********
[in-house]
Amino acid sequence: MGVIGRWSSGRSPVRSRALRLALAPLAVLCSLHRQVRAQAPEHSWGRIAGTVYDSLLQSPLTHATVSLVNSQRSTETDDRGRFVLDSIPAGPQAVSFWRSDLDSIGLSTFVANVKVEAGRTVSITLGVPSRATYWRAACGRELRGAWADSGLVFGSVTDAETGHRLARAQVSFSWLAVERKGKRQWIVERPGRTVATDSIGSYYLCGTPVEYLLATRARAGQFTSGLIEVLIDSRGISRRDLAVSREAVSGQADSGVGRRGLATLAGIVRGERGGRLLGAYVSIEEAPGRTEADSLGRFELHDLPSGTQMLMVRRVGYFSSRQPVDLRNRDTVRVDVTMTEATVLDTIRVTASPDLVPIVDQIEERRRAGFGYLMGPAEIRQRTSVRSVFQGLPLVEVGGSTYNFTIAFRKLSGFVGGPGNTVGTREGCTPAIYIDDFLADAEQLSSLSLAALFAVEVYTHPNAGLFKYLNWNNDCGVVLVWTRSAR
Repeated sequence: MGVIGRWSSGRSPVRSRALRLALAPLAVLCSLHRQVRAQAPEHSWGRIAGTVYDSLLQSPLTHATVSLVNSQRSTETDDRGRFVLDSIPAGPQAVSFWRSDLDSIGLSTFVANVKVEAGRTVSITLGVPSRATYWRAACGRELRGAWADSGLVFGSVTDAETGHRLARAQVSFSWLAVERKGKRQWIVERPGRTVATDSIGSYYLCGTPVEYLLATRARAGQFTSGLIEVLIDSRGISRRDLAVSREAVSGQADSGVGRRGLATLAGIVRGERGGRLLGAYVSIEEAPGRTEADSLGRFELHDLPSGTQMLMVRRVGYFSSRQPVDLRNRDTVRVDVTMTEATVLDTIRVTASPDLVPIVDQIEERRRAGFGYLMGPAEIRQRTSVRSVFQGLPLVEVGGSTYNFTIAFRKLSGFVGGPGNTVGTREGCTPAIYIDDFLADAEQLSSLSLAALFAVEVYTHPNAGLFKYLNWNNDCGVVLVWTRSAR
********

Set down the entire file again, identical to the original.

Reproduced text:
[in-house]
Amino acid sequence: MGVIGRWSSGRSPVRSRALRLALAPLAVLCSLHRQVRAQAPEHSWGRIAGTVYDSLLQSPLTHATVSLVNSQRSTETDDRGRFVLDSIPAGPQAVSFWRSDLDSIGLSTFVANVKVEAGRTVSITLGVPSRATYWRAACGRELRGAWADSGLVFGSVTDAETGHRLARAQVSFSWLAVERKGKRQWIVERPGRTVATDSIGSYYLCGTPVEYLLATRARAGQFTSGLIEVLIDSRGISRRDLAVSREAVSGQADSGVGRRGLATLAGIVRGERGGRLLGAYVSIEEAPGRTEADSLGRFELHDLPSGTQMLMVRRVGYFSSRQPVDLRNRDTVRVDVTMTEATVLDTIRVTASPDLVPIVDQIEERRRAGFGYLMGPAEIRQRTSVRSVFQGLPLVEVGGSTYNFTIAFRKLSGFVGGPGNTVGTREGCTPAIYIDDFLADAEQLSSLSLAALFAVEVYTHPNAGLFKYLNWNNDCGVVLVWTRSAR
Repeated sequence: MGVIGRWSSGRSPVRSRALRLALAPLAVLCSLHRQVRAQAPEHSWGRIAGTVYDSLLQSPLTHATVSLVNSQRSTETDDRGRFVLDSIPAGPQAVSFWRSDLDSIGLSTFVANVKVEAGRTVSITLGVPSRATYWRAACGRELRGAWADSGLVFGSVTDAETGHRLARAQVSFSWLAVERKGKRQWIVERPGRTVATDSIGSYYLCGTPVEYLLATRARAGQFTSGLIEVLIDSRGISRRDLAVSREAVSGQADSGVGRRGLATLAGIVRGERGGRLLGAYVSIEEAPGRTEADSLGRFELHDLPSGTQMLMVRRVGYFSSRQPVDLRNRDTVRVDVTMTEATVLDTIRVTASPDLVPIVDQIEERRRAGFGYLMGPAEIRQRTSVRSVFQGLPLVEVGGSTYNFTIAFRKLSGFVGGPGNTVGTREGCTPAIYIDDFLADAEQLSSLSLAALFAVEVYTHPNAGLFKYLNWNNDCGVVLVWTRSAR